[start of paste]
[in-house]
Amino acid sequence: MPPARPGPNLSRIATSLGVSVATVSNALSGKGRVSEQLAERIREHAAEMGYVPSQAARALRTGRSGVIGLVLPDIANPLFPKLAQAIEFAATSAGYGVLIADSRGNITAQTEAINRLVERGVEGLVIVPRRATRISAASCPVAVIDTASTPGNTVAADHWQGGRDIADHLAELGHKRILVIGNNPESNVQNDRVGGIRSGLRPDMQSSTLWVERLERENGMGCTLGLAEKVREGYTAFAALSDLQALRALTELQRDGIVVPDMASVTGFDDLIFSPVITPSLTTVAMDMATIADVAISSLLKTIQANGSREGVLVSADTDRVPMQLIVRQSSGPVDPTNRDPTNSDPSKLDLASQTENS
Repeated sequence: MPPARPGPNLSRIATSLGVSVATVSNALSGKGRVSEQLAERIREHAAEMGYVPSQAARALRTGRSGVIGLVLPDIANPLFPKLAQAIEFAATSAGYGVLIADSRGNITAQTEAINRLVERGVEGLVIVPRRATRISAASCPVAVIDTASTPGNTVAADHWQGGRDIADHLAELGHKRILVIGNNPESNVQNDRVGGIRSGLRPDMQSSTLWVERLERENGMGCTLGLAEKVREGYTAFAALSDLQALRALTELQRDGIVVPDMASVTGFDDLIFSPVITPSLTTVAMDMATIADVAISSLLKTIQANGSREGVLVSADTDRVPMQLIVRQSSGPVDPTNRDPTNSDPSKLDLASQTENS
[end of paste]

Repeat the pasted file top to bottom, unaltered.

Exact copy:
[in-house]
Amino acid sequence: MPPARPGPNLSRIATSLGVSVATVSNALSGKGRVSEQLAERIREHAAEMGYVPSQAARALRTGRSGVIGLVLPDIANPLFPKLAQAIEFAATSAGYGVLIADSRGNITAQTEAINRLVERGVEGLVIVPRRATRISAASCPVAVIDTASTPGNTVAADHWQGGRDIADHLAELGHKRILVIGNNPESNVQNDRVGGIRSGLRPDMQSSTLWVERLERENGMGCTLGLAEKVREGYTAFAALSDLQALRALTELQRDGIVVPDMASVTGFDDLIFSPVITPSLTTVAMDMATIADVAISSLLKTIQANGSREGVLVSADTDRVPMQLIVRQSSGPVDPTNRDPTNSDPSKLDLASQTENS
Repeated sequence: MPPARPGPNLSRIATSLGVSVATVSNALSGKGRVSEQLAERIREHAAEMGYVPSQAARALRTGRSGVIGLVLPDIANPLFPKLAQAIEFAATSAGYGVLIADSRGNITAQTEAINRLVERGVEGLVIVPRRATRISAASCPVAVIDTASTPGNTVAADHWQGGRDIADHLAELGHKRILVIGNNPESNVQNDRVGGIRSGLRPDMQSSTLWVERLERENGMGCTLGLAEKVREGYTAFAALSDLQALRALTELQRDGIVVPDMASVTGFDDLIFSPVITPSLTTVAMDMATIADVAISSLLKTIQANGSREGVLVSADTDRVPMQLIVRQSSGPVDPTNRDPTNSDPSKLDLASQTENS